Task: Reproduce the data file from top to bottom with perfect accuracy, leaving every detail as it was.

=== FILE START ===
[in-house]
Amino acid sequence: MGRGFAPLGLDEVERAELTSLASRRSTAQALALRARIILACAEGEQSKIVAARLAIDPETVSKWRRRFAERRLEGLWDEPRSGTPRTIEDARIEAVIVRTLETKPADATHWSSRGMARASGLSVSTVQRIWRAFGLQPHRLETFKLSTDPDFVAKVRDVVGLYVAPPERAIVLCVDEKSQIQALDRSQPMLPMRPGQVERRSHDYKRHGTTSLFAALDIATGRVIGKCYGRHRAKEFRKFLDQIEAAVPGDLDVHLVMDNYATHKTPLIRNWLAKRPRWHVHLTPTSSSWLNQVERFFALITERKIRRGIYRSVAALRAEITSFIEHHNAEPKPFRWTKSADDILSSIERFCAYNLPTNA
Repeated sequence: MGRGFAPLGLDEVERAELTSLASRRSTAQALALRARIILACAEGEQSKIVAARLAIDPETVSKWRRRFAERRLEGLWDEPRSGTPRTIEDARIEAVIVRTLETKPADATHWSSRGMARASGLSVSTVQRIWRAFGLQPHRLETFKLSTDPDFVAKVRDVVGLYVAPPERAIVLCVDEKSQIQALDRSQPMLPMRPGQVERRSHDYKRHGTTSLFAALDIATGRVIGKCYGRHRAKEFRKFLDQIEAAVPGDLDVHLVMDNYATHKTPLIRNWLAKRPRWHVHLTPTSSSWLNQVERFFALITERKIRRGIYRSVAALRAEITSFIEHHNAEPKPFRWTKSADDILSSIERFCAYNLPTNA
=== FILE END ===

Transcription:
[in-house]
Amino acid sequence: MGRGFAPLGLDEVERAELTSLASRRSTAQALALRARIILACAEGEQSKIVAARLAIDPETVSKWRRRFAERRLEGLWDEPRSGTPRTIEDARIEAVIVRTLETKPADATHWSSRGMARASGLSVSTVQRIWRAFGLQPHRLETFKLSTDPDFVAKVRDVVGLYVAPPERAIVLCVDEKSQIQALDRSQPMLPMRPGQVERRSHDYKRHGTTSLFAALDIATGRVIGKCYGRHRAKEFRKFLDQIEAAVPGDLDVHLVMDNYATHKTPLIRNWLAKRPRWHVHLTPTSSSWLNQVERFFALITERKIRRGIYRSVAALRAEITSFIEHHNAEPKPFRWTKSADDILSSIERFCAYNLPTNA
Repeated sequence: MGRGFAPLGLDEVERAELTSLASRRSTAQALALRARIILACAEGEQSKIVAARLAIDPETVSKWRRRFAERRLEGLWDEPRSGTPRTIEDARIEAVIVRTLETKPADATHWSSRGMARASGLSVSTVQRIWRAFGLQPHRLETFKLSTDPDFVAKVRDVVGLYVAPPERAIVLCVDEKSQIQALDRSQPMLPMRPGQVERRSHDYKRHGTTSLFAALDIATGRVIGKCYGRHRAKEFRKFLDQIEAAVPGDLDVHLVMDNYATHKTPLIRNWLAKRPRWHVHLTPTSSSWLNQVERFFALITERKIRRGIYRSVAALRAEITSFIEHHNAEPKPFRWTKSADDILSSIERFCAYNLPTNA